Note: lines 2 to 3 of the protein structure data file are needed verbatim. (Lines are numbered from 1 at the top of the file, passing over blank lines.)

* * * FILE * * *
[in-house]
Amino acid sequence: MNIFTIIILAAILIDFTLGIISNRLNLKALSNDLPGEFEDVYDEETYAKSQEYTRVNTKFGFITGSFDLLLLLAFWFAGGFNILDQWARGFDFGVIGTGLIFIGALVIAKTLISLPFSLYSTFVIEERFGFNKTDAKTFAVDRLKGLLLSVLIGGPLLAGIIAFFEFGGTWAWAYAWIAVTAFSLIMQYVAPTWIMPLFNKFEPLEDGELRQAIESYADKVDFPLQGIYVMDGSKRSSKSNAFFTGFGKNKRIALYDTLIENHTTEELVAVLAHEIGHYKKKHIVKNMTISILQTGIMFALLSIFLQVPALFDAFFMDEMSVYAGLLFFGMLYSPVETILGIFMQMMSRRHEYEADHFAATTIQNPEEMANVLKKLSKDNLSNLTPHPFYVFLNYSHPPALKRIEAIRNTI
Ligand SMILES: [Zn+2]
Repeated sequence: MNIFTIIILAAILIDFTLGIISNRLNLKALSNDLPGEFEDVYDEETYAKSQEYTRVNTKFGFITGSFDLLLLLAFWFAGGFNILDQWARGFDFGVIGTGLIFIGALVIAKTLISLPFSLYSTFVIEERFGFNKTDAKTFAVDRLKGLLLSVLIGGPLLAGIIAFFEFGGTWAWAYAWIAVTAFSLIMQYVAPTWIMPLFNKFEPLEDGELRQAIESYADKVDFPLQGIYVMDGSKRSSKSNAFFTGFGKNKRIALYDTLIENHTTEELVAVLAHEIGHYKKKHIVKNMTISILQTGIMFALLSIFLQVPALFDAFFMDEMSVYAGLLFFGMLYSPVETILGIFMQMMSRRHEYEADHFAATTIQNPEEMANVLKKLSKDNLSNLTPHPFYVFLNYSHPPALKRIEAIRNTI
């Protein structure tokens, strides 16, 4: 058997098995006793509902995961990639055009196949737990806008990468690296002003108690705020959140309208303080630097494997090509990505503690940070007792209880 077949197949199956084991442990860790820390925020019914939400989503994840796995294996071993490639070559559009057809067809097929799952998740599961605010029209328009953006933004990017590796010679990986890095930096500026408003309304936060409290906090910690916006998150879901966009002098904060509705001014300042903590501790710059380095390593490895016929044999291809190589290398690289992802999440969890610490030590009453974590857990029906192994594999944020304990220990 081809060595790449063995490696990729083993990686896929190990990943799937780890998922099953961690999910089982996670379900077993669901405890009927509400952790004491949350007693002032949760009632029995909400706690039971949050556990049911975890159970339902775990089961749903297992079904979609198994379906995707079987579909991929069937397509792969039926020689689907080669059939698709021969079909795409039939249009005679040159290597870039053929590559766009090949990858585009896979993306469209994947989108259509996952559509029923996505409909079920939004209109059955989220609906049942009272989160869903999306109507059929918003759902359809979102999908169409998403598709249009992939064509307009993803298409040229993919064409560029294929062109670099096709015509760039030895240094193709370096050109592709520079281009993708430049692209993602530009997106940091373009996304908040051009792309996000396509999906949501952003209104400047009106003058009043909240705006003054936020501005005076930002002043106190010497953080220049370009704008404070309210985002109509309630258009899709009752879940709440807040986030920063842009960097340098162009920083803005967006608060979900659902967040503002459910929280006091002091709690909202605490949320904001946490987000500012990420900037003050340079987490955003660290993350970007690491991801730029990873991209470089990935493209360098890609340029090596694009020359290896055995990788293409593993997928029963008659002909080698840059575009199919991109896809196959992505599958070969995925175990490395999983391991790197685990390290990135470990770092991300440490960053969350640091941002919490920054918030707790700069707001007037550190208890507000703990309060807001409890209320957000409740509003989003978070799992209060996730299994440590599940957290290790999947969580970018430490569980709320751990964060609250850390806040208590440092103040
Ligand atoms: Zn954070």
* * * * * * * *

Amino acid sequence: MNIFTIIILAAILIDFTLGIISNRLNLKALSNDLPGEFEDVYDEETYAKSQEYTRVNTKFGFITGSFDLLLLLAFWFAGGFNILDQWARGFDFGVIGTGLIFIGALVIAKTLISLPFSLYSTFVIEERFGFNKTDAKTFAVDRLKGLLLSVLIGGPLLAGIIAFFEFGGTWAWAYAWIAVTAFSLIMQYVAPTWIMPLFNKFEPLEDGELRQAIESYADKVDFPLQGIYVMDGSKRSSKSNAFFTGFGKNKRIALYDTLIENHTTEELVAVLAHEIGHYKKKHIVKNMTISILQTGIMFALLSIFLQVPALFDAFFMDEMSVYAGLLFFGMLYSPVETILGIFMQMMSRRHEYEADHFAATTIQNPEEMANVLKKLSKDNLSNLTPHPFYVFLNYSHPPALKRIEAIRNTI
Ligand SMILES: [Zn+2]